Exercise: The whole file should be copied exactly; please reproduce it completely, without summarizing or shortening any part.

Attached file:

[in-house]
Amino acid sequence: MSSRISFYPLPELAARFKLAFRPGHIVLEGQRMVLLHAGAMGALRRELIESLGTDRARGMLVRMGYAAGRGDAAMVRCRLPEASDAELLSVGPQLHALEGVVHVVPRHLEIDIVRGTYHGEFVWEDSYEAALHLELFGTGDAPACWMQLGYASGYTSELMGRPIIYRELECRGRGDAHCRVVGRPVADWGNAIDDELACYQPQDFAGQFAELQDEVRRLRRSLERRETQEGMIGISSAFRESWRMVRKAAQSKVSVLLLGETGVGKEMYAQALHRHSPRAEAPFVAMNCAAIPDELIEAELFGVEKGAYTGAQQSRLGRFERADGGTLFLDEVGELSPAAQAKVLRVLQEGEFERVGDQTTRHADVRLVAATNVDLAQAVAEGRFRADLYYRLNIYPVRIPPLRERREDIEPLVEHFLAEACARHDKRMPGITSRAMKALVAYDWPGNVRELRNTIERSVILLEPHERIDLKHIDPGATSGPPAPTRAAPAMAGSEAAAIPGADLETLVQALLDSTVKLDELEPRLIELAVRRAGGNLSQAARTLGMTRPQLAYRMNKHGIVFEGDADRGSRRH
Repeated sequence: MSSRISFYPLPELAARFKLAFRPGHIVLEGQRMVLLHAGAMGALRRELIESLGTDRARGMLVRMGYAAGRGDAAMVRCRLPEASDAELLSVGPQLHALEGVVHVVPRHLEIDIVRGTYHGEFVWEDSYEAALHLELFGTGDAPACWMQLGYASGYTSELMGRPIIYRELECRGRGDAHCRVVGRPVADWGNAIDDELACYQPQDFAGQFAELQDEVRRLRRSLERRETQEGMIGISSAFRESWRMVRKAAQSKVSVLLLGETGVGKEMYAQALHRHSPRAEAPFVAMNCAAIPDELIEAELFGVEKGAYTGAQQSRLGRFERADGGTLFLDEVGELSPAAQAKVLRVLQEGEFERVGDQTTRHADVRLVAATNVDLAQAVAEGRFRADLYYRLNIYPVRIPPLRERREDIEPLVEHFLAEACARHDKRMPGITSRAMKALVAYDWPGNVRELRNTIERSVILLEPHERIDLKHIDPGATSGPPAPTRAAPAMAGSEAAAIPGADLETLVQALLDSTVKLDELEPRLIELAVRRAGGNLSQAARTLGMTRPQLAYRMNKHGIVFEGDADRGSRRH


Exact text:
[in-house]
Amino acid sequence: MSSRISFYPLPELAARFKLAFRPGHIVLEGQRMVLLHAGAMGALRRELIESLGTDRARGMLVRMGYAAGRGDAAMVRCRLPEASDAELLSVGPQLHALEGVVHVVPRHLEIDIVRGTYHGEFVWEDSYEAALHLELFGTGDAPACWMQLGYASGYTSELMGRPIIYRELECRGRGDAHCRVVGRPVADWGNAIDDELACYQPQDFAGQFAELQDEVRRLRRSLERRETQEGMIGISSAFRESWRMVRKAAQSKVSVLLLGETGVGKEMYAQALHRHSPRAEAPFVAMNCAAIPDELIEAELFGVEKGAYTGAQQSRLGRFERADGGTLFLDEVGELSPAAQAKVLRVLQEGEFERVGDQTTRHADVRLVAATNVDLAQAVAEGRFRADLYYRLNIYPVRIPPLRERREDIEPLVEHFLAEACARHDKRMPGITSRAMKALVAYDWPGNVRELRNTIERSVILLEPHERIDLKHIDPGATSGPPAPTRAAPAMAGSEAAAIPGADLETLVQALLDSTVKLDELEPRLIELAVRRAGGNLSQAARTLGMTRPQLAYRMNKHGIVFEGDADRGSRRH
Repeated sequence: MSSRISFYPLPELAARFKLAFRPGHIVLEGQRMVLLHAGAMGALRRELIESLGTDRARGMLVRMGYAAGRGDAAMVRCRLPEASDAELLSVGPQLHALEGVVHVVPRHLEIDIVRGTYHGEFVWEDSYEAALHLELFGTGDAPACWMQLGYASGYTSELMGRPIIYRELECRGRGDAHCRVVGRPVADWGNAIDDELACYQPQDFAGQFAELQDEVRRLRRSLERRETQEGMIGISSAFRESWRMVRKAAQSKVSVLLLGETGVGKEMYAQALHRHSPRAEAPFVAMNCAAIPDELIEAELFGVEKGAYTGAQQSRLGRFERADGGTLFLDEVGELSPAAQAKVLRVLQEGEFERVGDQTTRHADVRLVAATNVDLAQAVAEGRFRADLYYRLNIYPVRIPPLRERREDIEPLVEHFLAEACARHDKRMPGITSRAMKALVAYDWPGNVRELRNTIERSVILLEPHERIDLKHIDPGATSGPPAPTRAAPAMAGSEAAAIPGADLETLVQALLDSTVKLDELEPRLIELAVRRAGGNLSQAARTLGMTRPQLAYRMNKHGIVFEGDADRGSRRH